LEE & LOW BOOKS: Bird tackles some very serious subject matter. Why did you choose to approach these subjects through a picture book as opposed to something aimed at older readers?

Zetta Elliott, author: Children are open: they see, and hear, and feel things, just like adults; but they don’t have access to the same information, and they can’t process that information in the same way. I understand the impulse to protect children from difficult subject matter, but sometimes our efforts to shield children actually silence kids instead. The children I’ve worked with know about drugs; they know what junkies look like, how they act. But they may not understand why. Many urban children have had a family member affected by drug addiction, and increasingly, many children in small towns are also having their families torn apart by drugs such as crystal meth. We teach children to “just say no,” but we don’t always give them the tools they need to understand addiction. I felt a picture book could promote discussion between children and adults. I definitely see parents reading this book with a lot of conversation—it’s okay to stop reading and start talking! Give the child an opportunity to ask questions or express emotions. When we demystify things such as drug addiction, we empower children to make better choices.

—Zetta Elliott, author of Bird, in an interview with LEE & LOW BOOKS

Resources for teaching with Bird:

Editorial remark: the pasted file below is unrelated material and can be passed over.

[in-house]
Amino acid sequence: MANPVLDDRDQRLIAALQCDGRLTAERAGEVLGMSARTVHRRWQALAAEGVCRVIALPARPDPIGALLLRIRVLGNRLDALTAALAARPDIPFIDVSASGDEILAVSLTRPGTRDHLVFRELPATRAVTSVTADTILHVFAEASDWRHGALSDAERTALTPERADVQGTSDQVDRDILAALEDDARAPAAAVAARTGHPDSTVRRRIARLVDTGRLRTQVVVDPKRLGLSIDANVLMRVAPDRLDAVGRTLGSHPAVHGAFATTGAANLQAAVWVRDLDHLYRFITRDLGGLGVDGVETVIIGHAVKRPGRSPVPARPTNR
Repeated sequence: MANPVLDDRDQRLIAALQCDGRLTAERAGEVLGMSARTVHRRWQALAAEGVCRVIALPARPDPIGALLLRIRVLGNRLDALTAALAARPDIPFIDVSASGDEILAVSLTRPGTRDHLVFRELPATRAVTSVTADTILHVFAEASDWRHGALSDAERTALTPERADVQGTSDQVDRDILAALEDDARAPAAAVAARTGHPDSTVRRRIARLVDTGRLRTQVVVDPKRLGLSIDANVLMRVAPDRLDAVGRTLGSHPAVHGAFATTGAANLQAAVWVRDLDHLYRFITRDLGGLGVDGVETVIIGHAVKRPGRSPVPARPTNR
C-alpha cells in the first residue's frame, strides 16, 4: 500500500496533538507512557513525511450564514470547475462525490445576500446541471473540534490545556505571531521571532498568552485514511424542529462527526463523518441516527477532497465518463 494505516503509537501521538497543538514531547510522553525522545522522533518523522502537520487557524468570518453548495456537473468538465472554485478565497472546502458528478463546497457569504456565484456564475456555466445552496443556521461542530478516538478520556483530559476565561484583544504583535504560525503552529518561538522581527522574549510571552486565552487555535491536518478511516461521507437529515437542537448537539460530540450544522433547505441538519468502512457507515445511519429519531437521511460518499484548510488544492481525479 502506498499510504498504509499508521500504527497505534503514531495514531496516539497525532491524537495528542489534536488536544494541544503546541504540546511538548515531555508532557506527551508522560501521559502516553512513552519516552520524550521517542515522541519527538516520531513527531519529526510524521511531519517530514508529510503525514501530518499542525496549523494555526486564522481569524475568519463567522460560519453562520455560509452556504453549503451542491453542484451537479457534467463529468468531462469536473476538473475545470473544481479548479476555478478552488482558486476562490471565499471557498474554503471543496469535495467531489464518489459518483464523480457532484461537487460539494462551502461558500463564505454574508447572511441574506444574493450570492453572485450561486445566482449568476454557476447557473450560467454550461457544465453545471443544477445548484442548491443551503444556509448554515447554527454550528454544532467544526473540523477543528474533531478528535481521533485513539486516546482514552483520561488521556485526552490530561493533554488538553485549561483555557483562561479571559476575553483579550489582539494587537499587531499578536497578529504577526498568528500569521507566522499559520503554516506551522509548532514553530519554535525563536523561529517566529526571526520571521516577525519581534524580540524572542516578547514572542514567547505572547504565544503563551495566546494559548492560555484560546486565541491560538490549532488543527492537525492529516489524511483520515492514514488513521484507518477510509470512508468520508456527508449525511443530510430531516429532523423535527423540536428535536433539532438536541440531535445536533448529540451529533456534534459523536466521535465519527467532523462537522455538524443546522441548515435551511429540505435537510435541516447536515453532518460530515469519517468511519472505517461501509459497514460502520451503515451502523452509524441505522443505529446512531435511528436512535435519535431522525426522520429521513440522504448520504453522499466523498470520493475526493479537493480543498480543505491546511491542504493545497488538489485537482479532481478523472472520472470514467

• Inspire a philosophical exchange overBird with these discussion questions created by the University of Washington Center for Philosophy for Children, which is dedicated to bringing philosophical inquiry into schools
  • Discover how to teach philosophy with elementary school students with the Bird book module from the Teaching Children Philosophy Program
  • Use the activities and discussion questions on page 17-18 for Bird created by the 2009 Coretta Scott King Awards Committee, American Library Association
  • Check out the Teacher’s Guide from LEE & LOW BOOKS
  • Read why to read sad and dark books with children

Additional collections including Bird:

Book activity:

Uncle Son is a mentor for Bird. Pair students up and have them interview each other about who their mentors are. Ask students to brainstorm a list of questions to ask their partner first, such as: What is a mentor in your opinion? Who is or has been a mentor for you? What advice has she/he given or model behavior has she/he demonstrated for you? Do you think every person needs a mentor? Why or why not? What makes a good mentor? Students should take notes during their interview of their partner and then write a description of their partner’s mentor. Encourage volunteers to share their reflections with the class.